The holiday season is here once again. When it comes to the holidays, there is one thing that most people can agree on and that is that cookies are delicious. While you may get tired of cookies in the near future there is another set of cookies that you have probably become tired of in more ways than one. Over the past year and a half every user of the Internet has been bombarded with messages and notifications that a website is using cookies and asking a user to accept or decline their use creating a cookie wall. You may have grown used to these yet don’t like them, but what is going on with these?

Chocolate Chip and Oatmeal Raisin and Snickerdoodles…Oh My!

We’ve profiled what cookies are before but in a nutshell they are used to monitor you and save certain information about you. Some of this is necessary as it could be information in a shopping cart or login credentials. These cookies are also the reason that you can visit one site and that you start to see advertisements for that site elsewhere. That can be both annoying and helpful, which one is up to you.

Cookies are used to track you so that is why when you visit, say Best Buy or Home Depot, it shows you the information for the local store. They keep you logged into a website after you close the web browser so you don’t have to re-enter the password. They are a necessary part of browsing the Internet but they can also be abused easily.

GDPR Taking A Bite Out Of The Cookie Wall

Following the implementation of GDPR in 2018 users of the Internet became inundated with websites posting their cookie policies and asking a user to accept of deny it before visiting the site. You could argue that this is more annoying than the emails that were received announcing changes to terms of service and other things. Most users click agree on these cookie policies and don’t think twice about it.

That is what these websites want. They know that most people don’t read the terms of service to begin with. These terms of service are a lengthy read and are hard to understand, so that should be no surprise. If you have ever tried to read a website’s terms of service you know what we’re talking about. GDPR was enacted to give consumers a better understanding and better control of what happens with their data online and to limit what companies can do with it. Cookies themselves are only mentioned in the legislation once but the industry seemed to take a better safe than sorry approach and the result is what you have seen.

Transparency And GDPR?

It is a good thing that these companies are being more transparent about their policies but people have to want to know and most just simply want to visit the site and move on. It is your data that they could potentially be packaging and selling and the more you know the better of a consumer you should be. But nothing is changing since most users are simply clicking agree and moving on and if accepting cookie use is necessary to being able to use the website it may run afoul of GDPR regulations anyway (in Dutch).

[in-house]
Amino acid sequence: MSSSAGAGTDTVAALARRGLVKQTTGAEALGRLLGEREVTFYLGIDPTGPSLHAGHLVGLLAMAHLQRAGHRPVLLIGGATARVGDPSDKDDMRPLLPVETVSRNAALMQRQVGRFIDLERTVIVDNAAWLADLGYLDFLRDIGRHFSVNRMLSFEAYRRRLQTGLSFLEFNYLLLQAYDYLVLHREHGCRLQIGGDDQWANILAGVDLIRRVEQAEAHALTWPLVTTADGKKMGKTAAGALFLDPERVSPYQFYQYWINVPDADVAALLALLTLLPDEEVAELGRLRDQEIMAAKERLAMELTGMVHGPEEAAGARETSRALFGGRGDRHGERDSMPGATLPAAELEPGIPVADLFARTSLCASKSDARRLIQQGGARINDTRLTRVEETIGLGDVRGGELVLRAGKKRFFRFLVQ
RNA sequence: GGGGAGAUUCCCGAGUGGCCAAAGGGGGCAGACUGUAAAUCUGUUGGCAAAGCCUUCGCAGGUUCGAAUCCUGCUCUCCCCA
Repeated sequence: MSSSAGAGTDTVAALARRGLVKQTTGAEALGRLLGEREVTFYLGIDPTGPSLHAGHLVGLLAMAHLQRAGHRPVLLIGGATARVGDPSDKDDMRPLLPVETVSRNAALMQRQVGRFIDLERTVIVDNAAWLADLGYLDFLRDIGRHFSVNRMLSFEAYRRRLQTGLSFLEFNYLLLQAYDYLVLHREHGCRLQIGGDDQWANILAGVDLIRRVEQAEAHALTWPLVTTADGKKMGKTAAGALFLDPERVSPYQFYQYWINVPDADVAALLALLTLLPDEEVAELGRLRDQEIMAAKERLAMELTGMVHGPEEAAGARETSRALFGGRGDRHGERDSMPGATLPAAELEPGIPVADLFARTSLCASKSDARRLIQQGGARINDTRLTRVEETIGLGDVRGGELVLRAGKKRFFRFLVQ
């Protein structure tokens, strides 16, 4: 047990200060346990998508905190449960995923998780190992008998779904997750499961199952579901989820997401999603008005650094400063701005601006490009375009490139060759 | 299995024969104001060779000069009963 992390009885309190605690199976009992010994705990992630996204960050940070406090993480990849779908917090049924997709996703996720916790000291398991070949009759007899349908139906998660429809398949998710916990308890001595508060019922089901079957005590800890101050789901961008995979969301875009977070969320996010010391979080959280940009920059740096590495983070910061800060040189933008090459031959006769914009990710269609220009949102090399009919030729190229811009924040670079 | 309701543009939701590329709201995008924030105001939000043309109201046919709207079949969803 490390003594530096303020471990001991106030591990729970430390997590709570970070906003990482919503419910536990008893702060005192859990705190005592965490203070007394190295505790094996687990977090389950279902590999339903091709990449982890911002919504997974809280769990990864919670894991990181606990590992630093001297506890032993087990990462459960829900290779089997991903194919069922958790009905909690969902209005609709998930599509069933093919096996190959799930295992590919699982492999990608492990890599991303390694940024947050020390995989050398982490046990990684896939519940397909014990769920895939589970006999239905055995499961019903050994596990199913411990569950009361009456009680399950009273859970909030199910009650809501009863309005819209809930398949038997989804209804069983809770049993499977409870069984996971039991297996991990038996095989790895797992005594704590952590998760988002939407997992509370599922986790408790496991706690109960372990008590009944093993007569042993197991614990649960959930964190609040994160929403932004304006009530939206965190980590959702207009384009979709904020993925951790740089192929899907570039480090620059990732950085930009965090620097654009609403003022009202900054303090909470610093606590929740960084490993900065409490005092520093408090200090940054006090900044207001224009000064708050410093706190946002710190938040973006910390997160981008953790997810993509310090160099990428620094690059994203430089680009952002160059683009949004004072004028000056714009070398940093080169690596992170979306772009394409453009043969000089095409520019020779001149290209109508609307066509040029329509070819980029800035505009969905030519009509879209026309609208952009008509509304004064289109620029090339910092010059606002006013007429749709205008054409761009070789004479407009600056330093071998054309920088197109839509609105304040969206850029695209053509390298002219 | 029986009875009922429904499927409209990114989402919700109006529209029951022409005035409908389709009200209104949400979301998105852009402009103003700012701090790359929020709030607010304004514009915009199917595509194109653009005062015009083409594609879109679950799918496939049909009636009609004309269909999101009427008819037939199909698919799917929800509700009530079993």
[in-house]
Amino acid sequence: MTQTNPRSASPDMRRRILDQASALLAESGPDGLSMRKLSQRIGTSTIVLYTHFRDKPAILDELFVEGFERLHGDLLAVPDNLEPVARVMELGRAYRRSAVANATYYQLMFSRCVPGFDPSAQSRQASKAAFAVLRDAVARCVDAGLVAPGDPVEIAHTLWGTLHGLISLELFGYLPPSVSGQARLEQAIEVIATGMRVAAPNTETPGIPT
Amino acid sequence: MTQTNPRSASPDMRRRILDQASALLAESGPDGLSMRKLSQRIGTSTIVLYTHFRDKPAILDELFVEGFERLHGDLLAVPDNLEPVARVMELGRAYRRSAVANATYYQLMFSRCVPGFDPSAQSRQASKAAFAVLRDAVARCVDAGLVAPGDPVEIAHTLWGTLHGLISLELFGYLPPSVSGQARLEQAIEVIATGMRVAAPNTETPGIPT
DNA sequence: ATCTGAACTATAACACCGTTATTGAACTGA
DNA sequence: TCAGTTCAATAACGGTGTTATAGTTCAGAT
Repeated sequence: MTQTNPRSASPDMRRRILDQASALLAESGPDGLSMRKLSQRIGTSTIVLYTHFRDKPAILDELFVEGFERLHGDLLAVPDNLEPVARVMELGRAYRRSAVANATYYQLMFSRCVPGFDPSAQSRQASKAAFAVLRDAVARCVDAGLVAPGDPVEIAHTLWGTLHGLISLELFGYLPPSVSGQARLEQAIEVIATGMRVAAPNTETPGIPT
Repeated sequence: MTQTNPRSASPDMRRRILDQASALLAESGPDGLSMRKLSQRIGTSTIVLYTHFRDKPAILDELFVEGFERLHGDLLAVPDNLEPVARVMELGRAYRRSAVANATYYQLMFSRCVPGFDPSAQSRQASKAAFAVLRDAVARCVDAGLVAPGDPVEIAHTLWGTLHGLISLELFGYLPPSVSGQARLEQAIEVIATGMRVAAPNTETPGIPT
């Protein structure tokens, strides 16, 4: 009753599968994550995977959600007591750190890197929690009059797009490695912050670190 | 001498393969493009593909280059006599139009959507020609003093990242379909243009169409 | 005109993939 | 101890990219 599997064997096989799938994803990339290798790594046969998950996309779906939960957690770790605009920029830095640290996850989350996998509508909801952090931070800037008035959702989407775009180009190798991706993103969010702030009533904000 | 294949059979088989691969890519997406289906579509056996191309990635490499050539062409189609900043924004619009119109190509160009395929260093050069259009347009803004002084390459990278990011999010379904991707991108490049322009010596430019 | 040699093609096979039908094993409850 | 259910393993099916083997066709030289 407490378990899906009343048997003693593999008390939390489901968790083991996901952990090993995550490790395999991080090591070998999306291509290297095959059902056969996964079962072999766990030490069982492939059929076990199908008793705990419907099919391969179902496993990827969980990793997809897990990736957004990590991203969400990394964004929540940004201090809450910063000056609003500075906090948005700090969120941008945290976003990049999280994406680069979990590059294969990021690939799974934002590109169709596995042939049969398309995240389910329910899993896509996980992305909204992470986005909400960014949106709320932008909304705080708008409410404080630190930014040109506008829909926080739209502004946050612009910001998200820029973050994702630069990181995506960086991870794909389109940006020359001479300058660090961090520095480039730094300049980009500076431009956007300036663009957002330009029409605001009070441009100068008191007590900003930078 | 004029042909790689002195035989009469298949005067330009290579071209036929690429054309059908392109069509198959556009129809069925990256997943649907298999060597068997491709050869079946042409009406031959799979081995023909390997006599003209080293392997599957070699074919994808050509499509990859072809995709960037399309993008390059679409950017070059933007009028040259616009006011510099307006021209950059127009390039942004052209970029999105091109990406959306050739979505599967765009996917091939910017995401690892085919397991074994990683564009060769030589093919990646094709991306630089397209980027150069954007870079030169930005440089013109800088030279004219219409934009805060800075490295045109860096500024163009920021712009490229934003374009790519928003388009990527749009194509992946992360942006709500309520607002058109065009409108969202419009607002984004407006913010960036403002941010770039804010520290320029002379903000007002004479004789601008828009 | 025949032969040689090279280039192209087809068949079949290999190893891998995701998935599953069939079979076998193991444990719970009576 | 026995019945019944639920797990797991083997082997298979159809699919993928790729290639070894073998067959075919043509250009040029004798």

Using cookies is necessary for some websites so there is a ring of truth to the belief that enabling them and creating a so-called cookie wall is the price of entry for a site. Their use for e-commerce is necessary to the site functioning correctly for the user. For some sites though there will be little to no issue. In fact by declining cookies you will still be able to use the majority of sites on the Internet as they were intended. If you don’t need to log into the site or do something based off of your location there is no need to accept cookies.

Could Cookies Be The First Great Legal Issue With GDPR?

Since GDPR is still new there are a lot of legal issues that need to be ironed out. The fines imposed so far have been small, which have allayed many people’s fears over the legislation being heavy handed so far. This may be the first great legal challenge that arises from GDPR and it could change the Internet as we know it. Cookie use has existed seemingly as long as the Internet has and the web is built around using them. It will not be easy to make a sweeping change like eliminating the cookie wall and it will be very interesting to watch what goes on. 

Change will not come immediately. Even if a website’s cookie policy runs afoul of GDPR to fix it will require a change to the Internet. What could work better will need to be figured out and until that can be developed we may just have to live with the cookie wall whether we want to or not. We have managed to live with cookies this far, we can probably live with them for a few more years. Some believe that tech companies are playing a game of chicken with regulators and they are simply trying to see how much they can get away with or how much the bare minimum is to reach compliance.

So, take a bite of that chocolate chip or snickerdoodle and sit back and relax. Maybe grab a few of them and read the terms of service. Cookies are not going anywhere for the time being but by knowing what they do can help to keep your data just a little safer on the Internet. We could also be watching the beginning of a major change to the Internet as we know it.

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